In this regular feature we interview our seniors for insights into the life they’ve lived. This month we talked to Mr. Benjamin Samson.
Benjamin Samson, 72, likes to make people laugh. A Jewish member of India Home’s center at Queens Community House at Kew Gardens, Benjamin likes to tease people and crack jokes. He was born in Mumbai, India, and came to New York after living for 18 years in Israel. India Home chatted with him about his adventurous life, it’s unexpected twists and turns, and his many avatars–as army man, railway man, and occasional repairman.
On being in the Israeli army in the 1970’s: In the Israeli Army my job was to fix the tanks and the airplanes. The tanks would go in front and we would follow behind them. If there was something that broke down then I would get the parts and fix it. One time, I remember there were bushes on the side of the road. They were moving. There were enemy fighters hiding in them, shooting at us. But the aircraft would land and we would have to find the parts and fix them, no matter what.
On striving: When I got to America there was an exam I needed to take. When I got there I realized I had missed it – I was late. But I went up to the them and said, I missed the exam, but can I still take it? And they said yes, okay. I took it and I passed. I got a job as a technician with the MTA. Fixing the trains. I worked for Metro North. It was dangerous work because you had to be on the tracks. I would work at night, come home and sleep, then go right back. I worked a lot of overtime. I wanted to work and they paid well, very well.
On being retired: I like to repair things. Radios, computers, electronic things. People bring their broken down things to my house and I repair them. I don’t charge them–it’s more like a hobby. Whenever I go to repair radios, I don’t take money. But you know how Indians are. Their wives will say, “You have to eat something, Mr. Samson. I’m not going to let you go without eating.” That kind of Indian hospitality you won’t find anywhere else. My son bought a flat and there were so many thing that needed to be fixed. So I went over and fixed the door knobs, the flush. I like all that engineering stuff.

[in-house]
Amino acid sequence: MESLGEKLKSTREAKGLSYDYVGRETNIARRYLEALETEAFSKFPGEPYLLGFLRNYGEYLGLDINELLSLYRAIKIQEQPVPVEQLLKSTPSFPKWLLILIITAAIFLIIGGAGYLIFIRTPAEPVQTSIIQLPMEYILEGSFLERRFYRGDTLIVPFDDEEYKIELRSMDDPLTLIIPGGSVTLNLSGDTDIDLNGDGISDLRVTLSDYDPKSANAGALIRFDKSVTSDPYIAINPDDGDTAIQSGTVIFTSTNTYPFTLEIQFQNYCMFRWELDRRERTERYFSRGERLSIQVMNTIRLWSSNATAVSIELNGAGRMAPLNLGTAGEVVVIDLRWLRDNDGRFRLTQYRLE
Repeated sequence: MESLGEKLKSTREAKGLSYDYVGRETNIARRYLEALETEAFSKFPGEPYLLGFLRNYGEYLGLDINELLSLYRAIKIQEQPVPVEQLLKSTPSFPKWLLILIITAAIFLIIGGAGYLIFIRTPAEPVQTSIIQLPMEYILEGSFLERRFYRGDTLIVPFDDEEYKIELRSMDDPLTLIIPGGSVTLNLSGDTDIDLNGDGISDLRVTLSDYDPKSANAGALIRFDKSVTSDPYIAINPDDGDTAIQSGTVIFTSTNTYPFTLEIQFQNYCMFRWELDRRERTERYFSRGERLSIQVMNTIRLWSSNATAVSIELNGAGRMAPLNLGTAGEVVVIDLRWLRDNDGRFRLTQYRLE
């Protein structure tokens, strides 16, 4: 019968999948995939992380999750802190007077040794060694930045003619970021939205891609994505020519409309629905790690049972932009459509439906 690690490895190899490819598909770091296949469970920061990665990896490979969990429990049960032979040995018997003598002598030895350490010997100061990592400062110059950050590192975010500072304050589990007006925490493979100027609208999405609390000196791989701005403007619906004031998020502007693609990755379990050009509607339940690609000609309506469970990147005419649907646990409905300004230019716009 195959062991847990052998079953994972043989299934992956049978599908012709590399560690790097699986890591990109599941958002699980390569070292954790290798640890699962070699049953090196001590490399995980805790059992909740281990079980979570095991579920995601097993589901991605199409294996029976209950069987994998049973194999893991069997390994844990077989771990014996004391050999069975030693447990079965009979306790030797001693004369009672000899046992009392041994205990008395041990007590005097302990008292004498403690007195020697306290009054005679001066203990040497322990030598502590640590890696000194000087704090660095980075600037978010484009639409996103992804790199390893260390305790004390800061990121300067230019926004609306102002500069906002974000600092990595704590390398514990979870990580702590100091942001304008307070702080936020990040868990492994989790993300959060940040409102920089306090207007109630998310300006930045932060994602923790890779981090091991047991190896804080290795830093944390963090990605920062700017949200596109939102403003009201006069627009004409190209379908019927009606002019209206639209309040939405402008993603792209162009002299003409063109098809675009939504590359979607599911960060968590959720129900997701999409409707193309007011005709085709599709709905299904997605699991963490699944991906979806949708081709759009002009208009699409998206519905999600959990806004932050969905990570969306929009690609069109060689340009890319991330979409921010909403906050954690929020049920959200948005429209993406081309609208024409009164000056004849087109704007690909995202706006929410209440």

A favorite memory of his life in America: I was working for security at LaGuardia airport. When the bags were going through the machine I saw that a man was carrying a knife in his bag. It was a big knife. I told my supervisor-stop the machine. She didn’t listen so I stopped the machine. She said, Why did you stop the machine? I said look, There’s a knife. She said, No, there’s no knife. That’s not a knife. I said there is a knife. Explosives look green. A knife looks green. She said, go inside and don’t do anything. I came out and said, no you have to check- this guy is taking a knife on board. Then she opened the bag and she found the knife. Then she said, how did you know? I’m a supervisor and I didn’t know. I said, in Israel, they have very good security–because they have a lot of experience of terrorists. After 9/11 I met my supervisor on the platform — I was working for the MTA. She said. “You are a very good person.” I have got experience, I’m Indian but I lived in Israel 18 years. My brothers are still there. I travel there all the time.